63

I know this has been answered before, but it seems that executing the script directly "python filename.py" does not work. I have Python 2.6.2 on SuSE Linux.

Code:

#!/usr/bin/python
# -*- coding: utf-8 -*-
from multiprocessing import Pool
p = Pool(1)
def f(x):
    return x*x
p.map(f, [1, 2, 3])

Command line:

> python example.py
Process PoolWorker-1:
Traceback (most recent call last):
File "/usr/lib/python2.6/multiprocessing/process.py", line 231, in _bootstrap
    self.run()
File "/usr/lib/python2.6/multiprocessing/process.py", line 88, in run
    self._target(*self._args, **self._kwargs)
File "/usr/lib/python2.6/multiprocessing/pool.py", line 57, in worker
    task = get()
File "/usr/lib/python2.6/multiprocessing/queues.py", line 339, in get
    return recv()
AttributeError: 'module' object has no attribute 'f'
123

Restructure your code so that the f() function is defined before you create instance of Pool. Otherwise the worker cannot see your function.

#!/usr/bin/python
# -*- coding: utf-8 -*-

from multiprocessing import Pool

def f(x):
    return x*x

p = Pool(1)
p.map(f, [1, 2, 3])
  • 9
    awesome, thank you so much!! What cryptic usage! – gatoatigrado May 7 '10 at 0:21
  • 1
    NOTE: A few years later, I've started writing an imap alternative [ github.com/gatoatigrado/vimap ], which makes this mistake more difficult (and makes it clear when threads are forked). – gatoatigrado Jun 13 '13 at 22:29
  • 1
    @Bartosz, Do you have any idea why this is not a problem in ipython notebooks? – Framester Oct 7 '14 at 9:33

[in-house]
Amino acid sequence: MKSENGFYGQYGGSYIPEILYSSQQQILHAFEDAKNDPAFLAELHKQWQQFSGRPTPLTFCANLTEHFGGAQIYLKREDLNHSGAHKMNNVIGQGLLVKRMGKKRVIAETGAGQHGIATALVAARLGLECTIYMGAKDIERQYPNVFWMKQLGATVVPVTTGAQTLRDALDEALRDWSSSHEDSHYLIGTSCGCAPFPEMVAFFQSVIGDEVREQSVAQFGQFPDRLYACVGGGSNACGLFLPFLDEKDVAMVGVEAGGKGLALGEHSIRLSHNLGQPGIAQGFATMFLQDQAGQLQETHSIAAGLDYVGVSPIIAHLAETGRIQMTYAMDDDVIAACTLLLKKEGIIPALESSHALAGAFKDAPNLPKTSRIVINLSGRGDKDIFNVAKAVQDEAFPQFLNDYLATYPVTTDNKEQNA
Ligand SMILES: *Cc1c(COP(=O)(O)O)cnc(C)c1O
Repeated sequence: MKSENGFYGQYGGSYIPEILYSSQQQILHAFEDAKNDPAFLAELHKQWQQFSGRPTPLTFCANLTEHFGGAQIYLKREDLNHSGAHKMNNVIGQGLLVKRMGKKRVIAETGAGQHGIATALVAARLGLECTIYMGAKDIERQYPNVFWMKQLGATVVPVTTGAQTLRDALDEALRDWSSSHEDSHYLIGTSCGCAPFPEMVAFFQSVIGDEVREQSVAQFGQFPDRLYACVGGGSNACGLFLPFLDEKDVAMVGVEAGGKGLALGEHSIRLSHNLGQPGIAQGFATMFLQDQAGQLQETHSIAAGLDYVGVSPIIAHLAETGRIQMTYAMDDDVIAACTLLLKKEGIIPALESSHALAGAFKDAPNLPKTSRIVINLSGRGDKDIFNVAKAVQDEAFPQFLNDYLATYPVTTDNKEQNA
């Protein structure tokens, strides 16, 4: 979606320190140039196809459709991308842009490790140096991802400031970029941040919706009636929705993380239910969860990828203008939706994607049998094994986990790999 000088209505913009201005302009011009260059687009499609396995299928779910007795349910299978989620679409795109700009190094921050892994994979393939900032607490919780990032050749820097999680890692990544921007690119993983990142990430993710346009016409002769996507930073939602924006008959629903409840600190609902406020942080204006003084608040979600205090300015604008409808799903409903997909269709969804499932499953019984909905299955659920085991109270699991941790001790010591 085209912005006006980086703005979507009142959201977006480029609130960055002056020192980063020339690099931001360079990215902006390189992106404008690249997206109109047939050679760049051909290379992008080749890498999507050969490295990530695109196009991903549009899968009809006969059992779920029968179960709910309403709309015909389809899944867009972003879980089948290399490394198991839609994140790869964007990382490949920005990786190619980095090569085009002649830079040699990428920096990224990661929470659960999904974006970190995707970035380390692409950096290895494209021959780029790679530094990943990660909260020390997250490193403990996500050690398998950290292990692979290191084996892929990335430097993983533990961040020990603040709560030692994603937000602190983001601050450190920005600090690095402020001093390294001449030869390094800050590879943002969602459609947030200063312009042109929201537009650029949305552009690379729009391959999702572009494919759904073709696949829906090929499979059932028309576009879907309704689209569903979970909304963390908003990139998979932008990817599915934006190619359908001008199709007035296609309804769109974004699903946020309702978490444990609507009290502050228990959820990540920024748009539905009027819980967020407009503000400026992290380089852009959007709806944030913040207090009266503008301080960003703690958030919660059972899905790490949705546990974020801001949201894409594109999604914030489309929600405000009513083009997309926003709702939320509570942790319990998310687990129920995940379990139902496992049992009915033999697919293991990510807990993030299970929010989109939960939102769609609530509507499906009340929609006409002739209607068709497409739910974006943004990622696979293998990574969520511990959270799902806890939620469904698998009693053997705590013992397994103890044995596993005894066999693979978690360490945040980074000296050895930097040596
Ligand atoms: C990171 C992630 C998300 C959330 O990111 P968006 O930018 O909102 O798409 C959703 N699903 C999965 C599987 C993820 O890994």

• @Framester: Odds are, ipython notebooks are using a "spawn" like approach to multiprocessing, rather than a "fork" based approach. The spawn based approach is to either launch a fresh process and import the main module (but not as __main__, to prevent it doing the if __name__ == '__main__:` stuff), or pickle interpreter state to transmit to child. fork semantics are faster, but only work on a single machine, and not on Windows. Spawn semantics can be made to work anywhere (e.g. Windows w/o fork), and can work on a cluster, and ipython notebooks are intended for multimachine cases. – ShadowRanger Apr 18 '16 at 17:16
5

This one works:

#!/usr/bin/python
# -*- coding: utf-8 -*-
from multiprocessing import Pool

def f(x):
    return x*x

if __name__ == "__main__":
    p = Pool(1)
    p.map(f, [1, 2, 3])

I'm not 100% sure why your code does not work, but I guess the reason is that child processes launched by the multiprocessing module try to import the main module (to have access to the methods you defined), and the if __name__ == "__main__" stanza is required not to execute the initialization code where you set up your pool.

  • If one has to run such code through an interpreter on Windows is there any work around? This is the situation I'm confronted with doing some Python-Fu programming from the Gimp Python Console plugin. – jxramos Mar 12 '15 at 2:40
  • This one did not work for me – Dang Manh Truong Nov 4 '17 at 11:07
  • @Tamás, it does not work for me either, from multiprocessing import Pool, ImportError: cannot import name Pool – Houy Narun May 29 '18 at 6:31
1

One possibility is that your python file has the same name as a module:

  • test.py
  • test/
    • __init__.py

in pickle.py, you have the error coming from:

    def find_class(self, module, name):
      # Subclasses may override this
      __import__(module)
      mod = sys.modules[module] # <- here mod will reference your test/__init__.py
      klass = getattr(mod, name)
      return klass
1

The problem I had was solved by using if __name__ == "__main__" as pointed out by Tamás; in Eclipse for Windows the examples do not work under the interpreter. This is explained in http://docs.python.org/2/library/multiprocessing

1

This comes from the fact that with p = Pool(1) the main process forks processes (threads vs processes) before it creates the function f. As stated in Bartosz answer the spawned processes do not have access to the new function.

def f1(x):
    ...

p = Pool(1) # p is spawned and is now an independent process, knows f1

def f(x): # p doesn't not share this object
    ...

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